`dist_one_many()`

The role of `dist_one_many()`

is to calculate distances between one probability density function (in a form of a `vector`

) and a set of probability density functions (as rows in a `matrix`

).

Firstly, let’s create our example data.

```
set.seed(2020-08-20)
<- 1:10 / sum(1:10)
P <- t(replicate(100, sample(1:10, size = 10) / 55)) M
```

`P`

is our input vector and `M`

is our input matrix.

Distances between the `P`

vector and probability density functions in `M`

can be calculated using several approaches. For example, we could write a `for`

loop (adding a new code) or just use the existing `distance()`

function and extract only one row (or column) from the results. The `dist_one_many()`

allows for this calculation directly as it goes through each row in `M`

and calculates a given distance measure between `P`

and values in this row.

```
# install.packages("microbenchmark")
::microbenchmark(
microbenchmarkas.matrix(dist(rbind(P, M), method = "euclidean"))[1, ][-1],
distance(rbind(P, M), method = "euclidean", test.na = FALSE, mute.message = TRUE)[1, ][-1],
dist_one_many(P, M, method = "euclidean", testNA = FALSE)
)
```

```
## Unit: microseconds
## expr
## as.matrix(dist(rbind(P, M), method = "euclidean"))[1, ][-1]
## distance(rbind(P, M), method = "euclidean", test.na = FALSE, mute.message = TRUE)[1, ][-1]
## dist_one_many(P, M, method = "euclidean", testNA = FALSE)
## min lq mean median uq max neval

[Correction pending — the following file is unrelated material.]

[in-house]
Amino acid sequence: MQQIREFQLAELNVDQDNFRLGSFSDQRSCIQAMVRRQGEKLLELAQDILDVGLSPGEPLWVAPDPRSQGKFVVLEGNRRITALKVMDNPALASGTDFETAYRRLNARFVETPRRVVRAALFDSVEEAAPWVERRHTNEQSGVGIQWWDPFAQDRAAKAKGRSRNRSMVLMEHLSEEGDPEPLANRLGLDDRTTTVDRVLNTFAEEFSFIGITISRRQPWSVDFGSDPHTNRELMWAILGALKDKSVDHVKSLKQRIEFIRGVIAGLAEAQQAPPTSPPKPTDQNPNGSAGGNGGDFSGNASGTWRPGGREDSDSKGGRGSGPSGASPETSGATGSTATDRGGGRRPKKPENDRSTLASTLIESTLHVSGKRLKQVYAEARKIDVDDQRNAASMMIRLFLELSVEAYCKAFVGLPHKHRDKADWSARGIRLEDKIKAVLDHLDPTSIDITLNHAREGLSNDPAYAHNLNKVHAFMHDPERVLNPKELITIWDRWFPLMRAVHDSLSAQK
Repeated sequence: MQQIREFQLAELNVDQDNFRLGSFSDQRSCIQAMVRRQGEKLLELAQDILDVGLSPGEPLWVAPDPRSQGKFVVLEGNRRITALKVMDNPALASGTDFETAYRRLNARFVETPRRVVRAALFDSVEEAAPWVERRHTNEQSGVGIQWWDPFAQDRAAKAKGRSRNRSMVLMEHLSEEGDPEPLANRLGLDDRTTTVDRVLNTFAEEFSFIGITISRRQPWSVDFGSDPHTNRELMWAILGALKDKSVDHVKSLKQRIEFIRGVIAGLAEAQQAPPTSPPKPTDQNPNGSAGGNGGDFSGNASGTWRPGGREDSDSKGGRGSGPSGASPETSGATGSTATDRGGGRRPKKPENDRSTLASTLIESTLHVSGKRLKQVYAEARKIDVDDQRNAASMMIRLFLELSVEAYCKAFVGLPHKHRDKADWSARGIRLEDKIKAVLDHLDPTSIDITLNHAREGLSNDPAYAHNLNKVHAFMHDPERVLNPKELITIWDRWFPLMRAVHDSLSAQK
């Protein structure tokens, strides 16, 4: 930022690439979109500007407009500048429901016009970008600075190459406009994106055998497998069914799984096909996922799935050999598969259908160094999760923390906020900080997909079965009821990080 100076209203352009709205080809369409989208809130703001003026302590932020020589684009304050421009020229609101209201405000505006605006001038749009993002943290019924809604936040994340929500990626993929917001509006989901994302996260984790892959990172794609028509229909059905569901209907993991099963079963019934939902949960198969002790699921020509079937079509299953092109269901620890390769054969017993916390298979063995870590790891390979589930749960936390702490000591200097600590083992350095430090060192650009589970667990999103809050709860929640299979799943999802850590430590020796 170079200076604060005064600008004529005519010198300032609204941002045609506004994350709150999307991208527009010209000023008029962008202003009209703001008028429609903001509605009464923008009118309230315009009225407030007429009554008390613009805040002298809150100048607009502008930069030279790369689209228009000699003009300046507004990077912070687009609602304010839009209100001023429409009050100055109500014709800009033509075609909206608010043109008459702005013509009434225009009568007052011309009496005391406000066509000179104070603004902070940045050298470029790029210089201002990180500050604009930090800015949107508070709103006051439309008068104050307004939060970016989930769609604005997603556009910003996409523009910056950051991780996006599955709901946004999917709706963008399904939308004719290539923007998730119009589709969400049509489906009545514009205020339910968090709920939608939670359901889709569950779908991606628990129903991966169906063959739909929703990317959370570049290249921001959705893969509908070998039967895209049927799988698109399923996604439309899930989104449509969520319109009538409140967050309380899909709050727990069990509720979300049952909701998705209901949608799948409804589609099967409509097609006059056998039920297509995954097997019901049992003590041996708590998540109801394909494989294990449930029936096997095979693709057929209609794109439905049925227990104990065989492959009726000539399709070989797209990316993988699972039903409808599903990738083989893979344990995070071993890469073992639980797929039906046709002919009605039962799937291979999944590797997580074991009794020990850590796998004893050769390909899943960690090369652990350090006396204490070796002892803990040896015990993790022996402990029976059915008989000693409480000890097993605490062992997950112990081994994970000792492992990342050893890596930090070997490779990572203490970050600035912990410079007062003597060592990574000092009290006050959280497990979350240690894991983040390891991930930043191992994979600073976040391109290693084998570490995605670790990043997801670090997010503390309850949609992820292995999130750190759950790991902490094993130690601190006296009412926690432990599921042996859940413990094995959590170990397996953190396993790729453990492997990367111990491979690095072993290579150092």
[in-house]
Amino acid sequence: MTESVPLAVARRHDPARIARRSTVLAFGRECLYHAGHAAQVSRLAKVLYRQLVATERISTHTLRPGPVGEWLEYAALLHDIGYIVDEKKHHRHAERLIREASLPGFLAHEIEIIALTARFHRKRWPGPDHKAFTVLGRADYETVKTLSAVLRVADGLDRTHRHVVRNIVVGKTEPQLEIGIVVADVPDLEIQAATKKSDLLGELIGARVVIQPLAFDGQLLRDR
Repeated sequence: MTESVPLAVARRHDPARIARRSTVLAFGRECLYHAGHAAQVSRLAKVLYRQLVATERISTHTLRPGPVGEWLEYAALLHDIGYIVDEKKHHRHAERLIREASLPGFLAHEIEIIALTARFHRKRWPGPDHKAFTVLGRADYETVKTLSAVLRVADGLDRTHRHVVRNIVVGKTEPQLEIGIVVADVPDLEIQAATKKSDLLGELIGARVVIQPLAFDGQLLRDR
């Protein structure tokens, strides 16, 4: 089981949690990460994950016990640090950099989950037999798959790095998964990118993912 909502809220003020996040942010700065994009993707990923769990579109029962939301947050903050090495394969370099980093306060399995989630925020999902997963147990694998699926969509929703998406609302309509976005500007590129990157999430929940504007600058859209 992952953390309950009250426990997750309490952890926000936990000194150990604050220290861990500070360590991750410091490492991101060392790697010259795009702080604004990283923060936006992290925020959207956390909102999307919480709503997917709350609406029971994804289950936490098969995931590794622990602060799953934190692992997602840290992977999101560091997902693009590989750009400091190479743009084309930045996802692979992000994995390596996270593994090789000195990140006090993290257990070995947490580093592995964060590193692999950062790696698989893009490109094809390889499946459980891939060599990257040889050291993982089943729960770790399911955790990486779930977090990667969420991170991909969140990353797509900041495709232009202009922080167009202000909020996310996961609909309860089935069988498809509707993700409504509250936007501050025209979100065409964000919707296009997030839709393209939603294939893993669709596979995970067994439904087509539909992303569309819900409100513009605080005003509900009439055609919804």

## 284.485 370.5515 456.4489 448.7075 533.3575 776.544 100
## 23620.943 25740.1705 29194.4739 27281.6785 32796.1225 45305.363 100
## 22.739 28.7505 34.3501 34.4265 37.6905 124.308 100
```

The `dist_one_many()`

returns a vector of values. It is, in this case, much faster than `distance()`

, and visibly faster than `dist()`

while allowing for more possible distance measures to be used.

`dist_many_many()`

`dist_many_many()`

calculates distances between two sets of probability density functions (as rows in two `matrix`

objects).

Let’s create two new `matrix`

example data.

```
set.seed(2020-08-20)
<- t(replicate(10, sample(1:10, size = 10) / 55))
M1 <- t(replicate(10, sample(1:10, size = 10) / 55)) M2
```

`M1`

is our first input matrix and `M2`

is our second input matrix. I am not aware of any function build-in R that allows calculating distances between rows of two matrices, and thus, to solve this problem, we can create our own - `many_dists()`

…

```
= function(m1, m2){
many_dists = matrix(nrow = nrow(m1), ncol = nrow(m2))
r for (i in seq_len(nrow(m1))){
for (j in seq_len(nrow(m2))){
= rbind(m1[i, ], m2[j, ])
x = distance(x, method = "euclidean", mute.message = TRUE)
r[i, j]
}
}
r }
```

… and compare it to `dist_many_many()`

.

```
# install.packages("microbenchmark")
::microbenchmark(
microbenchmarkmany_dists(M1, M2),
dist_many_many(M1, M2, method = "euclidean", testNA = FALSE)
)
```

```
## Unit: microseconds
## expr min
## many_dists(M1, M2) 2310.314
## dist_many_many(M1, M2, method = "euclidean", testNA = FALSE) 37.081
## lq mean median uq max neval
## 2569.2030 2878.19842 2668.8310 2813.3190 12068.858 100
## 42.0015 97.64644 45.9455 49.4415 5060.589 100
```

Both `many_dists()`

and `dist_many_many()`

return a matrix. The above benchmark concludes that `dist_many_many()`

is about 30 times faster than our custom `many_dists()`

approach.